"One quote that for as long as I live Iíll never forget, came from Stephen Holland who said that before the Olympic Games...He said that he didnít want to be there. He wanted to find a corner where he could just curl up and hide and make it all go away. Now as a young athlete I heard this (I hadnít competed in an Olympic Games) and I was stunned, I was shocked. I could not believe that a swimmer who had the opportunity to be involved in the ultimate event - the one thing that every swimmer in the world that competes at an international level, the only thing they want to achieve is an Olympic Gold Medal. World records are wonderful; world championships are fine, but itís the Olympics that you want - and to be in a position where you could do that and not want to be there was just foreign, it was something that I couldnít understand.

Until I was there. [Barcelona '92] And I stood behind the blocks and I thought to myself, ĎMy God, what am I doing here? This is just frighteningí. And that was the demon that I had to deal with, going into Atlanta, the demon of getting up on the blocks and knowing that when the time came, would I freak out and not be able to handle the situation, or would I be able to pull it together and do the job? And to be honest, I think that at an Olympic Games the person who wins the event is the person who mentally handles it the best. And about an hour before the race, I remember laying there, getting a massage, and my heart felt like it was going to burst out of my chest, it was just racing at a million miles an hour, and my palms were sweaty and I was frightened about what it was that I was about to embark on. And I got angry with myself, because I thought, 'This is ridiculous; what are the consequences of failure? What is going to happen to me?'"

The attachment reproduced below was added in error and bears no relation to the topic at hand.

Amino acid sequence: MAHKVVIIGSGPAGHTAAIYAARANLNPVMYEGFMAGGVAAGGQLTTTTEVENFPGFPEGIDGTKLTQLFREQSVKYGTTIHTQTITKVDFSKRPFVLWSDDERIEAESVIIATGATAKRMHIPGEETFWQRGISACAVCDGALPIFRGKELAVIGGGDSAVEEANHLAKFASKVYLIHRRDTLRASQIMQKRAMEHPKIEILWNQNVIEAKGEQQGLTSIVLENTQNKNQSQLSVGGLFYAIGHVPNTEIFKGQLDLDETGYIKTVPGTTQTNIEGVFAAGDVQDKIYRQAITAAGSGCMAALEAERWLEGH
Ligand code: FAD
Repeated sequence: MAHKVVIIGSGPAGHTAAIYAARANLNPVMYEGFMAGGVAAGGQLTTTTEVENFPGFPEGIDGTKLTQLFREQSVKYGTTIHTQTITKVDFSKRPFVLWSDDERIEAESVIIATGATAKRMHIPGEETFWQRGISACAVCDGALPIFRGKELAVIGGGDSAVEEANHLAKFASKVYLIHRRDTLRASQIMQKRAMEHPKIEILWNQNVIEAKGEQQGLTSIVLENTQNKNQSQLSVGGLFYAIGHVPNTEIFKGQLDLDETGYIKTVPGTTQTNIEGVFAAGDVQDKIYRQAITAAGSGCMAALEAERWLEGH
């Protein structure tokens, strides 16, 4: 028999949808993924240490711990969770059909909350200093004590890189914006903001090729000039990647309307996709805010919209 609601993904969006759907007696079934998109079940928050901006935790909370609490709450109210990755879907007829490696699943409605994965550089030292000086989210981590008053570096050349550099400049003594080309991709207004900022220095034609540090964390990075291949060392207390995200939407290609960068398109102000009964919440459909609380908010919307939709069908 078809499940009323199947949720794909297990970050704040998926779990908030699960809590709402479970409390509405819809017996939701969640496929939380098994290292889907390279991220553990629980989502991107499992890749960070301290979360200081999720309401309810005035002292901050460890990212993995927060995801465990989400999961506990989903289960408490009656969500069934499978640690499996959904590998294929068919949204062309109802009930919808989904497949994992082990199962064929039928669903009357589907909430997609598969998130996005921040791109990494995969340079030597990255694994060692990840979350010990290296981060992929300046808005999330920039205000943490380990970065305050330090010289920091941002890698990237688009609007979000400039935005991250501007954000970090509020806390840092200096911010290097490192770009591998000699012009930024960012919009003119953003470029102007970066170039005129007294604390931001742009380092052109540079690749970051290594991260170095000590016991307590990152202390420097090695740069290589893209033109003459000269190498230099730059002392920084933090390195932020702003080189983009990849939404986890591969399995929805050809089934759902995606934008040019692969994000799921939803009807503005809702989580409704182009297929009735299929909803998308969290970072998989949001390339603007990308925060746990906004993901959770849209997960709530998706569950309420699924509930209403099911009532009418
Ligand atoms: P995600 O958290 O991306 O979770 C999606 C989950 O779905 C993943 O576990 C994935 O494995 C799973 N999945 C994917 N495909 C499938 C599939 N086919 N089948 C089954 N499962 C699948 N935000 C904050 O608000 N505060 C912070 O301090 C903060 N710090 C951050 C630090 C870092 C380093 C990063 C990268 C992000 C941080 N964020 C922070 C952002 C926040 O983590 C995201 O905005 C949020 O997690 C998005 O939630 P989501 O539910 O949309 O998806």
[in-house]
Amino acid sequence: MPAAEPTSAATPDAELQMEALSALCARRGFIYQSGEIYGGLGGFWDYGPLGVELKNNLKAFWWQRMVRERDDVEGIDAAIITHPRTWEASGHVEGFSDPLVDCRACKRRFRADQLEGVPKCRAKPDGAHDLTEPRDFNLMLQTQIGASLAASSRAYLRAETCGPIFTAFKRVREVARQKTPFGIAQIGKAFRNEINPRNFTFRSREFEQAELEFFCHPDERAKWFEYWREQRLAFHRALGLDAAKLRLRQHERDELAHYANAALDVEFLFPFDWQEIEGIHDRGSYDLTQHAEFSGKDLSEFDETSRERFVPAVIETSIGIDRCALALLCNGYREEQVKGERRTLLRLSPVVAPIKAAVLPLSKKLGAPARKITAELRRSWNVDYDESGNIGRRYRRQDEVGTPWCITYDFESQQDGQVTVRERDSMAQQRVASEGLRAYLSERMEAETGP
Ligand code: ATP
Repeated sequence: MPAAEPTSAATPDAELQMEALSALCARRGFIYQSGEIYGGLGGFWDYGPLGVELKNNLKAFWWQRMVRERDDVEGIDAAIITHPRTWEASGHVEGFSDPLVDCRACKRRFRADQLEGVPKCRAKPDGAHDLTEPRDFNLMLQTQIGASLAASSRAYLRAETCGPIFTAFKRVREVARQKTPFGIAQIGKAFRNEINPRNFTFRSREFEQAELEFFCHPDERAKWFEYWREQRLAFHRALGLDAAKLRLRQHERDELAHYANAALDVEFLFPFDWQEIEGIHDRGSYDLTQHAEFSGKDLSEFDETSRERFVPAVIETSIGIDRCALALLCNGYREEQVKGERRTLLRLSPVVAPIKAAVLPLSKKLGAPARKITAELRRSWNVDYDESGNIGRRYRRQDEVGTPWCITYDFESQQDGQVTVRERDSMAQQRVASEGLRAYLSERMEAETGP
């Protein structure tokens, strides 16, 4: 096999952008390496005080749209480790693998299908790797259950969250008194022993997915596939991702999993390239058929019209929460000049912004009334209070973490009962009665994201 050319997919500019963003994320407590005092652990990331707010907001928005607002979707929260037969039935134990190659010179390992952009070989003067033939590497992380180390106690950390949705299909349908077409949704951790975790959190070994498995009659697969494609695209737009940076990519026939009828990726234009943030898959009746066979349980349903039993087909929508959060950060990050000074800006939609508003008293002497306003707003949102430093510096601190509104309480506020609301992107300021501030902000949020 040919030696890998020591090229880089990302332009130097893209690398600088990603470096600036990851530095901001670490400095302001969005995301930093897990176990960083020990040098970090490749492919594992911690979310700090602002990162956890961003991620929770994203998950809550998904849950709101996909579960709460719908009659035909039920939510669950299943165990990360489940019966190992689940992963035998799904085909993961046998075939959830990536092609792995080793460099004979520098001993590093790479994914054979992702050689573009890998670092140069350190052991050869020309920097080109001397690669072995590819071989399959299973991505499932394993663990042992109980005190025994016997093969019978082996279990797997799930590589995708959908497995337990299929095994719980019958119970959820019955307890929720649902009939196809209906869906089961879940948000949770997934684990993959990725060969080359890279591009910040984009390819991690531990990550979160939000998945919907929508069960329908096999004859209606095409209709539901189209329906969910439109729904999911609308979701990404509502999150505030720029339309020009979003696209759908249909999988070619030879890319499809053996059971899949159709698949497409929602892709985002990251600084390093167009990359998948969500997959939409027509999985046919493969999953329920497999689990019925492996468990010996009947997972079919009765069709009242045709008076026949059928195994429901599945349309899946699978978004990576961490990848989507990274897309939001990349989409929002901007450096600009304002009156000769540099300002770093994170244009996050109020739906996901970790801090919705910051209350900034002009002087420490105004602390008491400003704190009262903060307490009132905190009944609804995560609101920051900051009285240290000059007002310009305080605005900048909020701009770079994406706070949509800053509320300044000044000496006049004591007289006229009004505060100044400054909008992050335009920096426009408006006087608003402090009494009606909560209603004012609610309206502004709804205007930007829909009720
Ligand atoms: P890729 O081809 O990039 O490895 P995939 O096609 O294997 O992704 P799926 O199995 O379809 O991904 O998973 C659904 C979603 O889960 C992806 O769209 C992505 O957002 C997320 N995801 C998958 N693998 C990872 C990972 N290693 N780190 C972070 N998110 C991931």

Interviewer: Only the entire nationís disappointment.

Lane 8 in Atlanta
Kieren Perkins: " I tried to block that out, I was being positive at the time. You can convince yourself of many things when you need to. But I just came to the realisation that this is sport, this is not life and death, Iím not going to come away from this without a family or without a future; it was a situation that I was in. I had the opportunity to shine, to get the best out of myself, and if not, life goes on. And it was at that moment really that I believe I won the gold medal. Because I came away from that relaxed, calm, happy with the position that I was in, knowing that I couldnít do anything to make myself perform better, I could only perform worse, than what I had within myself. And I got up there and I pulled it out. And certainly your comment about recognising that it made the nation feel good, or how that affected me: to be honest at the time I didnít understand that, and even today, I still have difficulty associating myself with that kind of feeling of euphoria.

As I mentioned, like every other Australian, I remember winning the America's Cup, and I remember these great sporting moments that we as a nation stop for, but putting myself in that same category is not something that I can reconcile. Itís not something that really I can come to terms with, because I was there doing it, I wasnít viewing it, I was in the middle of it."

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